The Michigan House Tax Policy Committee last week overwhelmingly approved two bills to stop the Michigan Department of Treasury from illegally taxing software services. House Bills 4018 and 4019 were introduced by Rep. Jeff Farrington to clarify that software services provided through a contract arrangement with a vendor are not taxable in Michigan. Senators John Proos and Pete MacGregor have also introduced Senate versions (Senate Bills 82 and 83.) The Michigan Department of Treasury has been routinely flouting the law, and major court decisions, by assessing Michigan-based companies for these services. The court decisions alone should stop the Department, but unfortunately they aren’t. Read more about this issue.
Also last week, State Senator Jack Brandenburg introduced Senate Bill 100 which would eliminate Michigan’s “pay-to-play” requirement for using the Michigan Court of Claims.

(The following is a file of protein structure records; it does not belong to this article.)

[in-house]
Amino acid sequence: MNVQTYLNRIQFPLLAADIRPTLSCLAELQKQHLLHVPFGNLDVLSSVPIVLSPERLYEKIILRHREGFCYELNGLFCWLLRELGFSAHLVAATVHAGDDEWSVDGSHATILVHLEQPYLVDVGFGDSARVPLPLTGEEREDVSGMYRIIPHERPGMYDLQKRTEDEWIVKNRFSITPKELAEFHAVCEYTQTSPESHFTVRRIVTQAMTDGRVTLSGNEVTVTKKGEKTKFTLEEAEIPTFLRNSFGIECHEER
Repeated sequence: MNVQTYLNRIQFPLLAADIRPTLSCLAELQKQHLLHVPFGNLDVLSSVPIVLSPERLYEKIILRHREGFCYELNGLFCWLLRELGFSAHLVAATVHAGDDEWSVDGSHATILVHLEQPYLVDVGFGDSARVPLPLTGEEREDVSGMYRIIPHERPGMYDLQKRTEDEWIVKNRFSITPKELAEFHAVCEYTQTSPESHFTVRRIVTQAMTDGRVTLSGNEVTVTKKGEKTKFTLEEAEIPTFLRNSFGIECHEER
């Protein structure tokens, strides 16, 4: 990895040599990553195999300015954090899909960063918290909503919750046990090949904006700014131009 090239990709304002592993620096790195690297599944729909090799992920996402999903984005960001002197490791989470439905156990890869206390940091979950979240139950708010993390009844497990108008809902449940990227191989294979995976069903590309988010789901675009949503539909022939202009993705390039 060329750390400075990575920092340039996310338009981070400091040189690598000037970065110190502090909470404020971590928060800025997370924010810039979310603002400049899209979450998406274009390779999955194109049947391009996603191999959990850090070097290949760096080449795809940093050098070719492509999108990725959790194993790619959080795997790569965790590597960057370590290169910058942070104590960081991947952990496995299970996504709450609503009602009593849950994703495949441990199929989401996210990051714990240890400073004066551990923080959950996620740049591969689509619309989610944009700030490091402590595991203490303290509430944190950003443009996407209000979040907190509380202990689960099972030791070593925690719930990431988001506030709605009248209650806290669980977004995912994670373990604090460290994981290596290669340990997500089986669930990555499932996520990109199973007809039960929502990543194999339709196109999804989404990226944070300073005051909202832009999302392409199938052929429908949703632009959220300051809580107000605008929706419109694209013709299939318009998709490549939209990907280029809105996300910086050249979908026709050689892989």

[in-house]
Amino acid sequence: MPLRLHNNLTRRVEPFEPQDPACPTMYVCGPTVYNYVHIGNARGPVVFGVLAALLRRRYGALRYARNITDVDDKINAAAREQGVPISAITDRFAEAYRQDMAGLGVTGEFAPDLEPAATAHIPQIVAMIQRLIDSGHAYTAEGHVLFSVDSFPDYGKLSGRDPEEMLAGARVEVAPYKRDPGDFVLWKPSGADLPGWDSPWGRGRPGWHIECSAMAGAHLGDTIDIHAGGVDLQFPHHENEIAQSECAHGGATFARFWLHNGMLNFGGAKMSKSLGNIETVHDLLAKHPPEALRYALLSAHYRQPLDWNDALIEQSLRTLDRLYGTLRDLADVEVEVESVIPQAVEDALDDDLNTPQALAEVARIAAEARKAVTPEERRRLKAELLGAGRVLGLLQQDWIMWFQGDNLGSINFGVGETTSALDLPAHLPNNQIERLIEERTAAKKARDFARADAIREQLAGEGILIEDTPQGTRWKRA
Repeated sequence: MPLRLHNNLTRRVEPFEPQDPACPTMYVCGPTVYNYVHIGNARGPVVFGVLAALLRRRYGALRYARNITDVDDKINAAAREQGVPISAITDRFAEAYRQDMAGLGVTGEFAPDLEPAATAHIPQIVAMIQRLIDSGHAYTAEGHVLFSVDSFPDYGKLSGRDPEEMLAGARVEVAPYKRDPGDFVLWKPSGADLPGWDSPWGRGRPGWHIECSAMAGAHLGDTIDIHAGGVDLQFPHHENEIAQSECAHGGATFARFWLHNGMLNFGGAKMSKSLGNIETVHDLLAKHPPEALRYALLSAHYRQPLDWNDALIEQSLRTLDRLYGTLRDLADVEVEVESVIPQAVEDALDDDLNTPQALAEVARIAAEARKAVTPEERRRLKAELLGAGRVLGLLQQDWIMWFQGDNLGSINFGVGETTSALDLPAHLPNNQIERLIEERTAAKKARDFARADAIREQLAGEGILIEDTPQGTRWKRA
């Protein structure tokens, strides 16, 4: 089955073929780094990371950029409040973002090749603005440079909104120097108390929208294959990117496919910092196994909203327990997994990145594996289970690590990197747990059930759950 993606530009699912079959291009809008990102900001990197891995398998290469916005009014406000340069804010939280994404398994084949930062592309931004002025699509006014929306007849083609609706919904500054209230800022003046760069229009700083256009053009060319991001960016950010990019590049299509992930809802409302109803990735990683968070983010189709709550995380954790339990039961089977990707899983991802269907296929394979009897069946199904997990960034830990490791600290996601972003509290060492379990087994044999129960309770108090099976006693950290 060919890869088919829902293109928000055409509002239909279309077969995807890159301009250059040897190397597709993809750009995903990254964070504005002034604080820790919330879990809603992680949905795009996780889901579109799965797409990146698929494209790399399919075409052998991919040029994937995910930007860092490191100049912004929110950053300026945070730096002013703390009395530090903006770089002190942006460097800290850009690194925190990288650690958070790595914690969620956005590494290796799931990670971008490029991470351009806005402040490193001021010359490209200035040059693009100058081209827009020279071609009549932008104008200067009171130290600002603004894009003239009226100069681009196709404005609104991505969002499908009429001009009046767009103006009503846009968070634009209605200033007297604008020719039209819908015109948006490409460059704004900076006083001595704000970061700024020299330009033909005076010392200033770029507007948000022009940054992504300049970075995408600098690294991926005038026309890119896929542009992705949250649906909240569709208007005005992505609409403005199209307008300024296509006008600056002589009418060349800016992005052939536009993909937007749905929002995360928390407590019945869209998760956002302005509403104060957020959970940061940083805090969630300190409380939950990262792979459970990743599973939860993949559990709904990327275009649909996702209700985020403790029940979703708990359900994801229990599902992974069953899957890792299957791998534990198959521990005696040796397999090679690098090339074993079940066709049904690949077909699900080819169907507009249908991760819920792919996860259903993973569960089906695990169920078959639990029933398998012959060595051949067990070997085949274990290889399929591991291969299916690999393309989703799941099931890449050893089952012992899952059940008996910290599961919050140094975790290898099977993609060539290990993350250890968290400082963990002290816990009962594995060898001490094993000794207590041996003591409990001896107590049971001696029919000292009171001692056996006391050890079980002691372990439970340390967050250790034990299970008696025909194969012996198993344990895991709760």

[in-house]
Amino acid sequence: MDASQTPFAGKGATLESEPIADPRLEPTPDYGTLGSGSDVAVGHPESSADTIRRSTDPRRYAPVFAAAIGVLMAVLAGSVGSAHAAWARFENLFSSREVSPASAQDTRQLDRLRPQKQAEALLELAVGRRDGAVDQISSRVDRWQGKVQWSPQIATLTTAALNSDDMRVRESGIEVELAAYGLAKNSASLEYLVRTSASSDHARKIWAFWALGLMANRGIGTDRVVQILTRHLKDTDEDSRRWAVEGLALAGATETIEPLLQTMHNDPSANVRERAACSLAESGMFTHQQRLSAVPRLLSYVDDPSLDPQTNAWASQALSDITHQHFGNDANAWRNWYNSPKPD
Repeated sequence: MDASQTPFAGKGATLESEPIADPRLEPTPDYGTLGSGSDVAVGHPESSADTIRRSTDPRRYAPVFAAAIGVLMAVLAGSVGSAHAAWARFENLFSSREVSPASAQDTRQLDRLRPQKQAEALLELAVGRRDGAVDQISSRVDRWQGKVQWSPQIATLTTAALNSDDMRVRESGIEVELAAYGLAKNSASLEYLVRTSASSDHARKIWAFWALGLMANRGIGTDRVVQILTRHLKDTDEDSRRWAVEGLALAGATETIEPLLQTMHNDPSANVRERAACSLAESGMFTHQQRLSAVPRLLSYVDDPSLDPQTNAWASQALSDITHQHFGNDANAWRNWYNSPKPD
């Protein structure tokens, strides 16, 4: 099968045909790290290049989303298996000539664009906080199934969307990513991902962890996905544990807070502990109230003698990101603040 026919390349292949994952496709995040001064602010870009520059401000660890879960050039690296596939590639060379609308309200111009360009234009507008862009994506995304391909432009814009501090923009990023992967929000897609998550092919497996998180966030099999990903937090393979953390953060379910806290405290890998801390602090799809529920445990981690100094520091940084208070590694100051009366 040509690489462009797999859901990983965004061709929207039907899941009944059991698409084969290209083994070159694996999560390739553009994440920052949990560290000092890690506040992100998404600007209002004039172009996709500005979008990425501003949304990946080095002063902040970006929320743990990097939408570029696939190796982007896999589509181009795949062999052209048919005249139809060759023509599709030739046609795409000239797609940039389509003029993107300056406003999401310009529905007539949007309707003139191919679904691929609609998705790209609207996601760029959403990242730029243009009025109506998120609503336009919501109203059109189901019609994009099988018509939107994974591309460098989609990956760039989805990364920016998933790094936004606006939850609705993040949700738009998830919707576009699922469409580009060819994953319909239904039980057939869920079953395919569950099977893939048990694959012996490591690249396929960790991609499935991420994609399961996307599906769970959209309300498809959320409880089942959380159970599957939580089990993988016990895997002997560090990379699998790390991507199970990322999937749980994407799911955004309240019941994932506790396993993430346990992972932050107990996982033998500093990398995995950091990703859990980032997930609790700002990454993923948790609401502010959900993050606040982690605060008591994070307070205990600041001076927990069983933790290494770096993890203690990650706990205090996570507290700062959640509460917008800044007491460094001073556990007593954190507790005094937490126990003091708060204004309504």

Under current law, Michigan taxpayers who want to utilize Michigan’s Court of Claims for tax disputes face a significant barrier to entry: Michigan requires taxpayers to “pay-to-play” the amount they protest in order to enter this venue. This presents not only a barrier to entry for many taxpayers, but jeopardizes their due process rights.
Furthermore, many taxpayers who can “afford” to pre-pay the amount they protest are becoming reluctant to do so because it is becoming increasingly difficult for taxpayers to receive their rightful refunds from cases they’ve won because the state does not want to give up the money, and instead continues to appeal with limitless resources.
Solving both of these tax problems for members is a priority for the Michigan Chamber this session.
For more information on these issues, or other tax-related legislation, please contact Tricia Kinley at email@example.com or (517) 371-7669.